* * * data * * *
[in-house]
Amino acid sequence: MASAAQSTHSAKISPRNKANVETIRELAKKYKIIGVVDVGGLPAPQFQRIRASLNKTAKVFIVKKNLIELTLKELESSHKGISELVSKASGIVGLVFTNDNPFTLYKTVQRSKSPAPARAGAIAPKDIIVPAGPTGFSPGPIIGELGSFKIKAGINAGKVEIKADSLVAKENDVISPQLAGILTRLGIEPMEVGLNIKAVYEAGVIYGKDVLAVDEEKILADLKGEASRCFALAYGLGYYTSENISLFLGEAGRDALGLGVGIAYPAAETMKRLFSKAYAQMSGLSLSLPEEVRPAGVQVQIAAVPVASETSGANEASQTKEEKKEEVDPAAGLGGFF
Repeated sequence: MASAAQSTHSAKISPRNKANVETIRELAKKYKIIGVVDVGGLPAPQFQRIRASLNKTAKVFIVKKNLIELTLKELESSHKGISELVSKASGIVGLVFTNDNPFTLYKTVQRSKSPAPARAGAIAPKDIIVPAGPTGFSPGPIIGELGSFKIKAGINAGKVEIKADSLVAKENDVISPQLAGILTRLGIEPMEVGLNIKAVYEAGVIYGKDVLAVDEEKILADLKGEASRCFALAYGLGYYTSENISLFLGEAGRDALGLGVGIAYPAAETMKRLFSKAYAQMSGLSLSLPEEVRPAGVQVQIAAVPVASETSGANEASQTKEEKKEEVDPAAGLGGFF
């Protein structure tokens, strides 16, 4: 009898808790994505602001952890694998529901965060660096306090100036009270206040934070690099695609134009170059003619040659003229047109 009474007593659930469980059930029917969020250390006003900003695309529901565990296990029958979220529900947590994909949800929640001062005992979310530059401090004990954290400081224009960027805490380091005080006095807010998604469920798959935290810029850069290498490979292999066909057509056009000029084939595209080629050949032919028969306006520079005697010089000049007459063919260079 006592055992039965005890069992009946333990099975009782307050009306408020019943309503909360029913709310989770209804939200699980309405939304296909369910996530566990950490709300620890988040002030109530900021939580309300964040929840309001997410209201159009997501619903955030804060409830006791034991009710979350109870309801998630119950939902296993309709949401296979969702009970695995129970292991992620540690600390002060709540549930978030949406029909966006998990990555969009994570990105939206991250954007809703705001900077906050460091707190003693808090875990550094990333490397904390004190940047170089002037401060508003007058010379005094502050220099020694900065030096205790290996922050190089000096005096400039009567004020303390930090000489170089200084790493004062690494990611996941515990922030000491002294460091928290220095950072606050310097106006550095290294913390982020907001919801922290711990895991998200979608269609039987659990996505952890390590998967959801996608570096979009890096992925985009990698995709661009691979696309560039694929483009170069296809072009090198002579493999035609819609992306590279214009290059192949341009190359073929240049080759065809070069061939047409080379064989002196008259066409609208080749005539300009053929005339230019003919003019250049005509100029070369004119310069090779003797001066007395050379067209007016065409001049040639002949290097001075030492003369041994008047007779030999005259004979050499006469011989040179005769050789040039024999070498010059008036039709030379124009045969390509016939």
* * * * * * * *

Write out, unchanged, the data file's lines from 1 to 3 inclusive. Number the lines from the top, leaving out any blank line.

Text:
[in-house]
Amino acid sequence: MASAAQSTHSAKISPRNKANVETIRELAKKYKIIGVVDVGGLPAPQFQRIRASLNKTAKVFIVKKNLIELTLKELESSHKGISELVSKASGIVGLVFTNDNPFTLYKTVQRSKSPAPARAGAIAPKDIIVPAGPTGFSPGPIIGELGSFKIKAGINAGKVEIKADSLVAKENDVISPQLAGILTRLGIEPMEVGLNIKAVYEAGVIYGKDVLAVDEEKILADLKGEASRCFALAYGLGYYTSENISLFLGEAGRDALGLGVGIAYPAAETMKRLFSKAYAQMSGLSLSLPEEVRPAGVQVQIAAVPVASETSGANEASQTKEEKKEEVDPAAGLGGFF
Repeated sequence: MASAAQSTHSAKISPRNKANVETIRELAKKYKIIGVVDVGGLPAPQFQRIRASLNKTAKVFIVKKNLIELTLKELESSHKGISELVSKASGIVGLVFTNDNPFTLYKTVQRSKSPAPARAGAIAPKDIIVPAGPTGFSPGPIIGELGSFKIKAGINAGKVEIKADSLVAKENDVISPQLAGILTRLGIEPMEVGLNIKAVYEAGVIYGKDVLAVDEEKILADLKGEASRCFALAYGLGYYTSENISLFLGEAGRDALGLGVGIAYPAAETMKRLFSKAYAQMSGLSLSLPEEVRPAGVQVQIAAVPVASETSGANEASQTKEEKKEEVDPAAGLGGFF